Book Review: White is for Witching

reviewed for The Times Literary Supplement, 17 July 2009

Book Review: White is for Witching

WHITE IS FOR WITCHING 192pp. Picador £14.99; 978 0 330 45814 6

by Helen Oyeyemi

Miranda Silver cannot stop eating chalk. It scratches her throat and hurts her stomach, but still she eats it. She moves on to plastics, paper, fabric – anything except regular human food. Her father, a former food writer now running a shabby Dover guesthouse, tries to divert her appetites by disguising gourmet food as the butchered body parts she also craves. He fails, and she starts to consume herself from within.

Meanwhile, Miranda and her twin brother Eliot slip into silence as they mourn the death of their mother, a photo journalist killed on assignment in Haiti. The voice of the guesthouse is left to speak for itself. Outside, the town of Dover seethes with racial unrest, its immigrants and asylum seekers harassed and driven to suicide. Miranda’s compulsions might seem the natural result of grief and anorexia, were they not accompanied by reports of local hauntings that cause the staff to flee the guesthouse and prefigure the deaths of local young men.

White Is for Witching, Helen Oyeyemi’s third novel, is a tale of alienation, magic and memory. Miranda flits through its pages, beautiful, pallid, doomed, entrancing in her melodrama, but loosely drawn, impenetrable even for the most dedicated reader. At Cambridge University, she is “the girl you see once, and then she is nowhere to be found. The girl who does not appear in the crowded room”. She frustrates the reader in much the same way, fading away in Oyeyemi’s overcrowded prose, an emblem rather than a character, a Miranda to be wondered at but hardly to be loved.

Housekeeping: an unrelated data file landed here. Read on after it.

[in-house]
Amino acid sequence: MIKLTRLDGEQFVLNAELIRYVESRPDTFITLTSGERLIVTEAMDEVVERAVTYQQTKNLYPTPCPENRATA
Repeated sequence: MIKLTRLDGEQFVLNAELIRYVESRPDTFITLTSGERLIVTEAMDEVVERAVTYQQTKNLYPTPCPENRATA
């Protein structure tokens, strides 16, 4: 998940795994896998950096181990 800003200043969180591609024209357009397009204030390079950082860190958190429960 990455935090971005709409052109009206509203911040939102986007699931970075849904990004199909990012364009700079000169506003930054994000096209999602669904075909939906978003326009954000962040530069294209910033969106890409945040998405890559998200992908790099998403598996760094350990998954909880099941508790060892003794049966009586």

Oyeyemi has an eye for detail and a talent for metaphor: early on, an argument between the twins becomes “a stupid one that opened up a murky little mouth to take in other things”. Cambridge is richly drawn: it is a place where freshers pair cheap cocktail dresses with ill-fitting academic gowns, where the all-night fast-food van makes a fortune from drunken students and the stateschool students feel menaced by the codes of public-school drinking games. A scene in which the Dean of Miranda’s college awkwardly but sympathetically explains that the college is not able to make provision for her ill health, despite her intellectual merits, is particularly sharp.

Such brushes with reality are rare in a novel that overdoses on illusion and symbolism. As a story about mental illness, it serves as a meditation on literary traditions of the unclean and otherworldly, but offers little by way of sympathetic understanding. Indeed, Miranda’s exoticism estranges her from the reader, with hints of her vampirism and suggestions that she may be a demonic succubus. This excessive mystery-making is matched by the excesses of Oyeyemi’s often overwrought prose.

Since being hailed as a literary wunderkind for her first novel, The Icarus Girl (2004), Oyeyemi has grown more self-indulgent. Yet her language still has a raw brilliance, and she allows her story to develop with a fine sensitivity to tempo. White Is for Witching may lack the taut concision of her earlier novels, but it is further proof of a literary talent that is yet to emerge fully.